This article is essentially cheerleading for Japan. Here’s the lede:
Japan’s economy expanded much faster than initially expected in the second quarter, adding to growing signs of a solid recovery taking hold. (My emphasis)
Note how the recovery narrative thwarts any chance of real reporting. The revised GDP figure is presented without context and assumed to be within a group of “growing signs” pointing to recovery. There are also growing signs that this burst of economic activity is not indicative of a growth trend, but merely a continuation of Japan’s stagnation.
Inflation, fed by soaring energy costs, is reducing consumers’ purchasing power and crushing retail sales with a 1.8% plunge last month:
GDP growth was not that special, anyway. Japan has exceeded or equaled 0.9% in exactly 10 out of 24 quarters without a revival in Japan’s postwar growth miracle. Just like the U.S, Japan’s economic picture remains mixed. Those closest to the Bank of Japan’s easy money will do well, while regular people will remain recovery free.
As you can see for yourself, Chinese exports are an extremely volatile data series. This volatility makes for an unreliable economic indicator. Moreover, Chinese firms have more leeway on how they may invest export earnings giving them a large incentive to cook the books. In May, Chinese regulators began cracking down on inflated export invoices, and liquidity dried up quickly almost causing a full-blown crisis. By the beginning of July, the liquidity swoon had abated.
So, what does the rise in Chinese exports tell us? Is the country experiencing stronger GDP growth? Have the authorities stopped their crackdown allowing firms to inflate their export receipts again? Is the rise in exports just a spike in the data series that will not sustain itself?
These are all valid explanations for the rise in exports, but Reuters explores only the first one. Once again, the recovery narrative trumps real reporting and analysis.
Chinese economic data is not reliable, but that does not stop anyone from attempting to draw conclusions from it. Chinese inflation is under-reported by the government through one simple trick. Housing inflation is reported as only 8% since 2000, while rents have skyrocketed over 50% during this same period. Moreover, housing prices have risen much more than the official figure. Once China’s greater rate of inflation is considered, it’s economy is about $1tr less than officially reported. If you don’t believe me, then read this excellent report about the scam:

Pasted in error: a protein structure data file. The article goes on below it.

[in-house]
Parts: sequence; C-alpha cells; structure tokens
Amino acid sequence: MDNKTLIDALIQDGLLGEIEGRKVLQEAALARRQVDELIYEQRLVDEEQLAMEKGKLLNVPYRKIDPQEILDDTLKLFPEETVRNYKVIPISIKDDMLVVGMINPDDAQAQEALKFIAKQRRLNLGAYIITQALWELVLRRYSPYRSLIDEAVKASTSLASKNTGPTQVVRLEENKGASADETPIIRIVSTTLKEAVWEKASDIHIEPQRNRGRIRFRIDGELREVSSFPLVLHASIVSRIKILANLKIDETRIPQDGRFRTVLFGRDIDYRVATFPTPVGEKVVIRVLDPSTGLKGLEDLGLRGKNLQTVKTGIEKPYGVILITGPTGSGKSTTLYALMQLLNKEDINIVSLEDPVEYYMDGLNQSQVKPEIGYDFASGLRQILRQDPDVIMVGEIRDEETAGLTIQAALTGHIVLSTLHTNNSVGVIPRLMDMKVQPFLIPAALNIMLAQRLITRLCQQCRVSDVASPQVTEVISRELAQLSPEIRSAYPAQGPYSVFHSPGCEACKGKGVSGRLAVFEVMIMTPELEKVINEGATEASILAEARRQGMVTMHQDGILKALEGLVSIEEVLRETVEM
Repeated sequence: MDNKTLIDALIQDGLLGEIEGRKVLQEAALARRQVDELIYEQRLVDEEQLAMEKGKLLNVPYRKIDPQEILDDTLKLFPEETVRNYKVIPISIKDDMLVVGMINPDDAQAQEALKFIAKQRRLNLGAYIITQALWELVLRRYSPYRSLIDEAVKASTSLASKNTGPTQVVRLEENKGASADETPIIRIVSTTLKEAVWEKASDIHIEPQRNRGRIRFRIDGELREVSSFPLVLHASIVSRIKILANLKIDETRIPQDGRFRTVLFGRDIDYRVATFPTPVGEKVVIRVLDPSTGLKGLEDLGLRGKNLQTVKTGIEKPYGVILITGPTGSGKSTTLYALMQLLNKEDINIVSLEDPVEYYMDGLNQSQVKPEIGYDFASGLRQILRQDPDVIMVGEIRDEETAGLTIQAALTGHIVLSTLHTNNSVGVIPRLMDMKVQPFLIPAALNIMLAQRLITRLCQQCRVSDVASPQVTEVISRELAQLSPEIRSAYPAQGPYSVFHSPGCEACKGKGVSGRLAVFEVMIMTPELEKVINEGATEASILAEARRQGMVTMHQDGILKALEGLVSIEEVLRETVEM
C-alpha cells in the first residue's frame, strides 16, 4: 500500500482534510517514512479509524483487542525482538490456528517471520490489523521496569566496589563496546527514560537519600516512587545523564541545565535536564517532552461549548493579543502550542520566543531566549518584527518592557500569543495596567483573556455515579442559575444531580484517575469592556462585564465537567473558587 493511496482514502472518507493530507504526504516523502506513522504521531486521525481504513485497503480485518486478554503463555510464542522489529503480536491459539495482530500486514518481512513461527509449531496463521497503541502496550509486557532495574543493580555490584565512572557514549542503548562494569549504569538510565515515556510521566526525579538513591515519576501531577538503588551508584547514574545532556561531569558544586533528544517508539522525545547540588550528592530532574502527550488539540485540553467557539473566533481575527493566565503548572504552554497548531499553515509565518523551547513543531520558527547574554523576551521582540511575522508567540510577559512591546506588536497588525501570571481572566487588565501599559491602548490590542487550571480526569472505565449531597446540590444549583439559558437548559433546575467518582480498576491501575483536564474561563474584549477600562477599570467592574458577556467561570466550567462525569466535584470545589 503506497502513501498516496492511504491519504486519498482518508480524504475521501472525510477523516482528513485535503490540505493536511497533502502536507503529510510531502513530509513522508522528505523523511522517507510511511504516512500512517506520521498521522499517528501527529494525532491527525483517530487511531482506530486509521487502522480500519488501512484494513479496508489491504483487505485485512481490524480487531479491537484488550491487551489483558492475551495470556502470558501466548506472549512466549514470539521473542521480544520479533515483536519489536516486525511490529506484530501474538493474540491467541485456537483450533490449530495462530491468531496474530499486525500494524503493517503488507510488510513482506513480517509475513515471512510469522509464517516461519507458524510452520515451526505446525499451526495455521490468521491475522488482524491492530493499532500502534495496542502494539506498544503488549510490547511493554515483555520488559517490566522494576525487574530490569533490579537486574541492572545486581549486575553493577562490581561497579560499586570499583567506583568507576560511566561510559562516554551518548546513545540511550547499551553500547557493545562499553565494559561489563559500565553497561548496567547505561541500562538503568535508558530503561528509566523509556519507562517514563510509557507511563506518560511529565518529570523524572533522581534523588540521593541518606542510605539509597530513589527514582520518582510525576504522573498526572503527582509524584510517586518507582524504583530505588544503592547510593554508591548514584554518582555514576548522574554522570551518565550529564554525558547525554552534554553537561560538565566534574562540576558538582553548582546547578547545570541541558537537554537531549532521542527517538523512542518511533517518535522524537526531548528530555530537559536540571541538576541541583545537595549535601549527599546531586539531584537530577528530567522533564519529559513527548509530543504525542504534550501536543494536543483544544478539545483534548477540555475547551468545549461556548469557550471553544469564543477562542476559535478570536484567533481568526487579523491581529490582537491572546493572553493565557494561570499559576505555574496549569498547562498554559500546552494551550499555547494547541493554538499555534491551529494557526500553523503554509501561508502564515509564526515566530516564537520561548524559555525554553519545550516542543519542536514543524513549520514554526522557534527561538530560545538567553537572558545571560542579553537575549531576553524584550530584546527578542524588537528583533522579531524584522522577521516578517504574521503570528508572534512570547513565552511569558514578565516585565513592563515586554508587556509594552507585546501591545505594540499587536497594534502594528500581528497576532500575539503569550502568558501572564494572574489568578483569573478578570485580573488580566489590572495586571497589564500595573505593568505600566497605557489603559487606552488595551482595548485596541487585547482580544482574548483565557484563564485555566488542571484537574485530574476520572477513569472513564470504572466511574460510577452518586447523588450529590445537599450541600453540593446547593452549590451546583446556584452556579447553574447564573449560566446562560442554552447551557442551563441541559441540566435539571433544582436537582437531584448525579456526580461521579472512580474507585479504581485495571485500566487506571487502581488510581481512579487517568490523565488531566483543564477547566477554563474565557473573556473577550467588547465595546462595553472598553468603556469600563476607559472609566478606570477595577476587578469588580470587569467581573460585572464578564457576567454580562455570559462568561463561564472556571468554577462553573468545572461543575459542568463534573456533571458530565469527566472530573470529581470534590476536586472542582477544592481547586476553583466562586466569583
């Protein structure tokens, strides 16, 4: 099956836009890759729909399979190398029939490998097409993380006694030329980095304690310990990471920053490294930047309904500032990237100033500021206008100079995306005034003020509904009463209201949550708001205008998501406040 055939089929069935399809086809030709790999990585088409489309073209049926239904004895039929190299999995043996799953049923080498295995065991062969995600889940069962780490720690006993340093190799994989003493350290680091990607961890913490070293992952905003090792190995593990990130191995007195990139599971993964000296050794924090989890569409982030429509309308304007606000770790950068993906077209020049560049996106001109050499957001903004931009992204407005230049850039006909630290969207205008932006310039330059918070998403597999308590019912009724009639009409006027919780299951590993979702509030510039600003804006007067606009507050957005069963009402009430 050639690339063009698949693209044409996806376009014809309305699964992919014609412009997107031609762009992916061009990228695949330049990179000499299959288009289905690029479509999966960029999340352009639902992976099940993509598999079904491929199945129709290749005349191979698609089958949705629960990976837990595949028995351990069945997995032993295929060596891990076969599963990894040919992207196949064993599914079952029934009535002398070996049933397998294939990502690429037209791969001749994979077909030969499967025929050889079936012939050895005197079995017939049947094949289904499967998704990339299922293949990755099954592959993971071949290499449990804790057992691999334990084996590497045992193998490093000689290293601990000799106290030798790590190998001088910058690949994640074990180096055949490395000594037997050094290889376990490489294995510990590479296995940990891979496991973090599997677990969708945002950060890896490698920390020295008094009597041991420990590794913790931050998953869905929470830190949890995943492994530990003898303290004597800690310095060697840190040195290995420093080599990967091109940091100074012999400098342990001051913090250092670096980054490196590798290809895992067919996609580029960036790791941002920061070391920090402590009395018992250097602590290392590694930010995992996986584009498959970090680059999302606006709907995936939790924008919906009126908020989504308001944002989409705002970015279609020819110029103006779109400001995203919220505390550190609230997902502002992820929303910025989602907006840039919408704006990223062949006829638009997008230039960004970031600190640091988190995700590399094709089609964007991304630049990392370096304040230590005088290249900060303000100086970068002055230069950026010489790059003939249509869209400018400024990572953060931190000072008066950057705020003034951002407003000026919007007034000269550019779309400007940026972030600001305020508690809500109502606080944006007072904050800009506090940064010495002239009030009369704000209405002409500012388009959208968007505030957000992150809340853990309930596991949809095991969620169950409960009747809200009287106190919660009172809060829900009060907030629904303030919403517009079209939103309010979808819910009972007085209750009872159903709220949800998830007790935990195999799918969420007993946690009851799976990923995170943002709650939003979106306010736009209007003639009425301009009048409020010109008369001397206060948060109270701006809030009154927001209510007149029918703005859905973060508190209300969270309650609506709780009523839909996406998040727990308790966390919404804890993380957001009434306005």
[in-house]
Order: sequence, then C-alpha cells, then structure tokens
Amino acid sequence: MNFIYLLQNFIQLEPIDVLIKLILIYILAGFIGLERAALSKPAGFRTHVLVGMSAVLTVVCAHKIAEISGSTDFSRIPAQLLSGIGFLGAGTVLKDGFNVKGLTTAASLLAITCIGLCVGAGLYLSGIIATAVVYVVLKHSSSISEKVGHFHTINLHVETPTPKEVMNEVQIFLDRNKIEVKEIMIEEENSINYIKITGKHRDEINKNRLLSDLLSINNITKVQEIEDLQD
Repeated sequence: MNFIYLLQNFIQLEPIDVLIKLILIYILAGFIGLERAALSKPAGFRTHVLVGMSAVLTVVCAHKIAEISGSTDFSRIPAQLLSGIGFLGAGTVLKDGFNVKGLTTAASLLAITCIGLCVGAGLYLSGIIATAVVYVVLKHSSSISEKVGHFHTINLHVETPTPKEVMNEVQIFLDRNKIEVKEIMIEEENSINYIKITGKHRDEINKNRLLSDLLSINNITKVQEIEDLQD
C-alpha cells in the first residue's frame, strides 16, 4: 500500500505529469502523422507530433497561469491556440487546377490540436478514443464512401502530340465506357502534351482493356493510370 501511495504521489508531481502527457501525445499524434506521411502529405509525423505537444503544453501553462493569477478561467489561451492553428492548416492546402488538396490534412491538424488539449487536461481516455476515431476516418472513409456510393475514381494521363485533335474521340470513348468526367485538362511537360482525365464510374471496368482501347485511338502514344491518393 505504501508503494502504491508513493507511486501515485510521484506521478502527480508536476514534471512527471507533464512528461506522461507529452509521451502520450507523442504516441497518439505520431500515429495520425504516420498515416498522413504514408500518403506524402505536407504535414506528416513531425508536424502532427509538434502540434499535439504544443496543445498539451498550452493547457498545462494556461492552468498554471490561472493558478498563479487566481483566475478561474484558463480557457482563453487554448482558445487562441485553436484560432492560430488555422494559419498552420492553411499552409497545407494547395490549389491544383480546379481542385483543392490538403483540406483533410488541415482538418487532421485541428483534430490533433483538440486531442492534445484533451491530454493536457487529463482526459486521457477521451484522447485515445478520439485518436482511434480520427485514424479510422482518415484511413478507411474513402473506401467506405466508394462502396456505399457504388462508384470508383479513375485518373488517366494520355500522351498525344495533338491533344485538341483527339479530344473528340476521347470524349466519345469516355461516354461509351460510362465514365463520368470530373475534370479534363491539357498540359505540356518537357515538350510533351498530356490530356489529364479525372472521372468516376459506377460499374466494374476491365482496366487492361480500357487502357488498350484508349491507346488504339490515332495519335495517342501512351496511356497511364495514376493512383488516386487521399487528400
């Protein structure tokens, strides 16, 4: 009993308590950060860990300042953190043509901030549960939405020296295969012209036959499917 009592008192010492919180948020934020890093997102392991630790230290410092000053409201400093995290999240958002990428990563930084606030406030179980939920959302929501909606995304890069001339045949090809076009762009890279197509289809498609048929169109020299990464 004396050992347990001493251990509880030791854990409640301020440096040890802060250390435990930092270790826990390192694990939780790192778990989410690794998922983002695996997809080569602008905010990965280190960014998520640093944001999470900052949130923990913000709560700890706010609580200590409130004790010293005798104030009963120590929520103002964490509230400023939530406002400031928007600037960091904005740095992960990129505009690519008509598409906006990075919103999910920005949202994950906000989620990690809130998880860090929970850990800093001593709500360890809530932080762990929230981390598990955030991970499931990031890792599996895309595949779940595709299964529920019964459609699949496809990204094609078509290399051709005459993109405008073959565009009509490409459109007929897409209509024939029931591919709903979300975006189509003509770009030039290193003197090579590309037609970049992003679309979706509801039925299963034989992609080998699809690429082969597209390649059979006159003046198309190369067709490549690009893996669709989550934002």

Back in February, we predicted that BMPS would need much more than €1bn to fill its capital shortfall and that the bank was heading towards nationalization in this post:
Today, we were proven right. There is no way that the bank will be able to raise €2.5bn on its own, which means that the Italian government will be bailing it out shortly. Depositors prepare to be Cyprussed.
While the Spanish government continues to proclaim that the economy is recovering, the economy seems to have other ideas. GDP continues to contract, and it is not hard to see why. Spain’s zombie banks cannot make loans, and without capital Spanish companies are dying.
On the other hand, German bank lending is doing fine:
The ECB is running the perfect monetary policy for Germany, which is exactly the opposite of what the PIIGS need right now. As long as the euro exists, so will this problem.
The article implies that there is a lot of controversy over the true health of the labor market. There shouldn’t be any controversy. The labor market remains weak according to every indicator. Median incomes are down 8% from their 2007 peaks, the participation rate continues to decline, the majority of new jobs are part-time and low quality, and even the heavily manipulated headline unemployment rate remains historically high.
QE has not and will not ameliorate the employment situation. The Fed needs to end QE for other reasons and needs optical improvements in the labor market so that it can declare victory and go home. Once enough Americans exit the labor force, it will be able to point to a sub-7% unemployment rate declare the labor market health, which will come as a surprise to millions of Americans earning less, working less or not working at all.